For an atheist to become a believer is not an arduous journey, it only means we must know, as the Lebanese author, Khalil Gibran wrote, ‘(Each of us) is life’s longing to be lived.’

One does not have to be atheist to realize, when we read the book The Tools (under review here) by Phil Stutz and Barry Michels, that there is an incomprehensible Force, a Force that defies to be defended rationally, operating in our world; a Force that, the authors call ‘The Force of Forward motion’.

When Rhonda Byrne wrote her eminently impactful book The Secret, in 2006, she probably chose the title, not because she was going to reveal what people did not know, but because she knew that many of us had chosen to ignore or even disregard the simple truth of ‘The law of attraction’, in so ignoring it, we had forsaken the opportunity to recognise abundance in each of our lives.

Likewise, when Stutz and Michels have titled the book, they have authored, The Tools, they desire we recognise and realize the Tool, nay the enabler, for our self-transformation has been with us from the beginning of civilisation and shall remain unaltered throughout mankind’s existence.

Need to have faith

Like the law of attraction which reveals abundance, The Force, the touch point of the book under review, reveals the ‘need to have faith.’

You cannot see faith, you cannot touch it, yet it envelops each of us, urging us to go on, to reach for the stars and not stop till we get there.

The Tools, in its paperback edition is 268 pages and each page is filled with telling instances of how we may, ‘get unstuck, control anger, express ourselves, combat anxiety and find discipline (from the back cover).’

The book gives us 5 tools to work with, namely:

1. The reversal of desire

2. Active love

3. Inner authority

4. The grateful flow

5. Jeopardy

Each tool they explain follows a method and if those methods are adopted, each of them gives us access to a ‘Higher Force.’

While words like ‘inner authority’ and ‘combat anxiety’, are words many of us have read and may even have our own interpretation of them, words such as ‘the reversal of desire’, ‘active love’ and ‘jeopardy,’ may leave us wondering what they mean?

Reversal of desire, the authors inform, is not about ‘denial’ of desire and instead it is to go towards what has limited us from feeling ‘fully human and being fully alive.’

Our desire to avoid pain, to turn away from what we fear, to try to run away from our shadow, from what we dislike about ourselves, only keeps us trapped in victimhood. And to defeat those self-limiting beliefs we have about ourselves we must reverse the desire to run away or avoid those ghosts that keep us prisoners or euphemistically saying ‘keep us in our comfort zone’ and instead go towards what causes that pain and allow or permit ourselves to surmount it.

Active love combines ‘love and effort’. To practice active love is to ‘concentrate, to transmit and penetrate’, all the love that surrounds us and concentrate it in our heart; to make our hearts function as conduits, to transmit love from a higher place and to penetrate the love we are transmitting to enter the other person.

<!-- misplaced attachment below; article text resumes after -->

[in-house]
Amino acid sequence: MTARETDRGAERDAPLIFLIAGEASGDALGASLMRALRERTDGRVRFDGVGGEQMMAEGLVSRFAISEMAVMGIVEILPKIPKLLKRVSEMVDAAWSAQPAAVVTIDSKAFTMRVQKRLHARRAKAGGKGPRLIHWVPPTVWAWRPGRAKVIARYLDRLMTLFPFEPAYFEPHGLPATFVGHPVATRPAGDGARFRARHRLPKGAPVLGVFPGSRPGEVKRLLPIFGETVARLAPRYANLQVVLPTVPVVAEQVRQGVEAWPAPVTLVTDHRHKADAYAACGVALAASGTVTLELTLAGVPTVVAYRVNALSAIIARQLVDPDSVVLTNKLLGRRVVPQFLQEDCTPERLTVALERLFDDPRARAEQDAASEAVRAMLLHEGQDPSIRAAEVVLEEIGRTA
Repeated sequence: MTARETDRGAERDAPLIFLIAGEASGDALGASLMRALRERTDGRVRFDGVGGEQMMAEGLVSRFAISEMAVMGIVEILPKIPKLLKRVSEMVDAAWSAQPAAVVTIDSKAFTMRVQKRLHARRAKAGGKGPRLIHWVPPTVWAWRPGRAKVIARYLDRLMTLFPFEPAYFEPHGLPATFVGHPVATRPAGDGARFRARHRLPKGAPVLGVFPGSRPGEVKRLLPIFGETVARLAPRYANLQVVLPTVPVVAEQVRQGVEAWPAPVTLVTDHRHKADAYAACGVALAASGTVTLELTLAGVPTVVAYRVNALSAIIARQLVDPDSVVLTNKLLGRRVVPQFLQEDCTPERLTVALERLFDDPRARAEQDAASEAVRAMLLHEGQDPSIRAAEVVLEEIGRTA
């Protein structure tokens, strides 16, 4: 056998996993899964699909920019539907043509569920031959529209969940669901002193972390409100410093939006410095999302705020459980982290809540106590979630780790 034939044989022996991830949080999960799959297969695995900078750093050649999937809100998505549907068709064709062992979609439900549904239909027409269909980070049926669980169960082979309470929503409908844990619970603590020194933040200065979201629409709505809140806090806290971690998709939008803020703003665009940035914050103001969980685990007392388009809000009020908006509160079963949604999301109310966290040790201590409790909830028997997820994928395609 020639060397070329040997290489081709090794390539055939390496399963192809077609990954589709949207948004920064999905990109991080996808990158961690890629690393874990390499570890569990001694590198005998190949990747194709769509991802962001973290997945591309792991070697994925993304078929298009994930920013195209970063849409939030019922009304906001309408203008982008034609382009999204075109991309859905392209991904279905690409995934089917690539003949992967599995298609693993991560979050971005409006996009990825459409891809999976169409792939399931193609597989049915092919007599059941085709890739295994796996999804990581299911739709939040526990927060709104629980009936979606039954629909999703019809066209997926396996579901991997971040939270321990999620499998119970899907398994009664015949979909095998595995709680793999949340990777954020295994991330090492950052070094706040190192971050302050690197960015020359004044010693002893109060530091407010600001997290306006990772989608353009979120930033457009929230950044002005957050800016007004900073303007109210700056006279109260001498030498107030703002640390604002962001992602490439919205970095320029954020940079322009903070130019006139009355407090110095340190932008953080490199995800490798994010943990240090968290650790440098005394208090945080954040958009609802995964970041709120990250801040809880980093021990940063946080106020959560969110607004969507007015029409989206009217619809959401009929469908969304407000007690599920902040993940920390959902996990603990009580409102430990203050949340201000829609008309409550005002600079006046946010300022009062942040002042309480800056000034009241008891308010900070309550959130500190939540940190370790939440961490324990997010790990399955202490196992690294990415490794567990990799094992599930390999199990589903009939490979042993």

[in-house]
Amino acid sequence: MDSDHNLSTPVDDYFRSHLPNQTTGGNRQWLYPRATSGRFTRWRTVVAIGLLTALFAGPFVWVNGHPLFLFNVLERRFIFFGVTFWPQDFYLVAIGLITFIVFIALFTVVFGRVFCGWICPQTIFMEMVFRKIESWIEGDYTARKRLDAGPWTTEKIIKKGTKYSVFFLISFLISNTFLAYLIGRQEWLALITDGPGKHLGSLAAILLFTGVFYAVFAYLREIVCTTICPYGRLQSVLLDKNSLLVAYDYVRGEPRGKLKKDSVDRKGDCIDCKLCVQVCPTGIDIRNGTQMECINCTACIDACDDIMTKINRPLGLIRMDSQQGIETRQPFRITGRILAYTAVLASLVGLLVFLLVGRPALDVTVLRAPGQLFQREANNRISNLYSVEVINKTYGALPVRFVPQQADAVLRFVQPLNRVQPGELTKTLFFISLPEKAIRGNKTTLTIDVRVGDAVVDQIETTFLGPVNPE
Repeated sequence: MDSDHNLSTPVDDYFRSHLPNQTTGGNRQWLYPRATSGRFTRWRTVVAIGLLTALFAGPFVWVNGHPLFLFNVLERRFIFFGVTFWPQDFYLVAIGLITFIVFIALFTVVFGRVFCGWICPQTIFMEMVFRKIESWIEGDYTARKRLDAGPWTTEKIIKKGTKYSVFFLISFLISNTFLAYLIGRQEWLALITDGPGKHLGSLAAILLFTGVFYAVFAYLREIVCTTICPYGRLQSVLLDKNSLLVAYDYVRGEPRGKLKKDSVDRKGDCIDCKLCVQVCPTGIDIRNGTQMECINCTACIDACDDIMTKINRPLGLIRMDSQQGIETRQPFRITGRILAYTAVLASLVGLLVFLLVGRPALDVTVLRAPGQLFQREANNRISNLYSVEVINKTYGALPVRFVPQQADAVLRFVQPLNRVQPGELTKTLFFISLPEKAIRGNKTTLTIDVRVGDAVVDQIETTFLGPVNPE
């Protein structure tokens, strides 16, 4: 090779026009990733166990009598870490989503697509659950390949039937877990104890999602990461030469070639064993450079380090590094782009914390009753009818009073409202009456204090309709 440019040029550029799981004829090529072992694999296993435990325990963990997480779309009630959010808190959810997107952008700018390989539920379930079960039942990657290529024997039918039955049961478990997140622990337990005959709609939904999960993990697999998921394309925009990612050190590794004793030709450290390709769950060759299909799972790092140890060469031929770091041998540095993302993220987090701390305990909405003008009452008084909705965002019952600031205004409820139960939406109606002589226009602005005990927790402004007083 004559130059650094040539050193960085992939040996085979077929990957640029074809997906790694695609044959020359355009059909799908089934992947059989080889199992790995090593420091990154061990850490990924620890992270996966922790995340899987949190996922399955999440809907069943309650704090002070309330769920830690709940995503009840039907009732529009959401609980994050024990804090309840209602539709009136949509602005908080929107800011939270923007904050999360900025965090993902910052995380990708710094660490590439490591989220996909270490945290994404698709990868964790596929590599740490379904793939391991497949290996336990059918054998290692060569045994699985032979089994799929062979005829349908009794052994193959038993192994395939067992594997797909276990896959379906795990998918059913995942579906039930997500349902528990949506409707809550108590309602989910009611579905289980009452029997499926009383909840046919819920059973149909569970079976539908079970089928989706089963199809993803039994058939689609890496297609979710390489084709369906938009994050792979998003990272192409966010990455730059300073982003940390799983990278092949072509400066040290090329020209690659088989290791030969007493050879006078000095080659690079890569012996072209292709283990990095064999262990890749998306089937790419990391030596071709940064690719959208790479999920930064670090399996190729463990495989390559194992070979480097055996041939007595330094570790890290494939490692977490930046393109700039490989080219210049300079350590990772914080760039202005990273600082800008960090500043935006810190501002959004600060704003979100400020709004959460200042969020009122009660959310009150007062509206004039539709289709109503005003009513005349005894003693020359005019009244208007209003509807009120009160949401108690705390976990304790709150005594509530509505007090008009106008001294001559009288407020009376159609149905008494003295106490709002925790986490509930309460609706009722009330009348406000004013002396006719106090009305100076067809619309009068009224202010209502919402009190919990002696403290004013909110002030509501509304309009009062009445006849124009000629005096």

The agnostic, the skeptic, may ask, ‘how can I love someone who I hate?’ The Higher Force does not argue; it merely asks, ‘do you want peace and happiness? Do you want to self- preserve?’

We are all evolving organisms, we are all part of ‘the Force of evolution,’ evolving and growing every minute.

The choice

Nature and Life provide us the energy and the wherewithal to grow. Yet Nature and Life cannot provide one ingredient and that is ‘our free will; ‘THE CHOICE’. The Universe respects human freedom and it refuses to compel us to evolve against our will.

Stutz and Michels share a story about an old Rabbi who tells his listeners that God created Man in his own image. And yet when he had finished His task, He was unhappy for man could not create, as God could. So, He placed man on Earth, charged with the responsibility of finding himself. God could not give Man this one ingredient for ‘an expression of who man is, is a revelation of who man is inside’. Thus, it is for each of us to develop our creative powers through our own effort.

The book also gives us the Tool, the authors call, Jeopardy, the sure possibility that we will give up. And to combat this we need a Higher Force to help us, the Force of willpower.

Stutz and Michels push and encourage us to build unstoppable willpower and when we understand the tactic to build it, we will fight back.

The book has been classified as self-help and psychology. Yet I think it is more than that. It is a book that can accompany us, as would a ‘prayer book’, an ‘almanac’, as the famous song of the 1940s ‘The Deck of cards’ says; it can be a reference guide, a reckoner, to keep reminding us that we are surrounded by a living force, higher, and beyond rational understanding.

As we come to the last few pages of book, there is an interesting conversation that Michels has with his physicist friend, Steve, where Michel asks Steve “Do you (really) accept the spiritual system?” And Steve replies, shrugging his shoulders “Pascal said, it’s the Heart that feels God, not reasoning powers. You get results, sometimes that’s all that matters.”

Faith can only be trusted and not tested, and when you trust, The Higher Force will kick in.

The writer is a visiting professor at the Great Lakes Institute of Management, Chennai and is an organisational and behavioural consultant. He can be contacted at

About the book

Title: The Tools: 5 life-changing techniques to unlock your potential

Authors: Phil Stutz & Barry Michels

Price: ₹699

Pages: 288

Publisher: Penguin Random House

Check out the book on Amazon here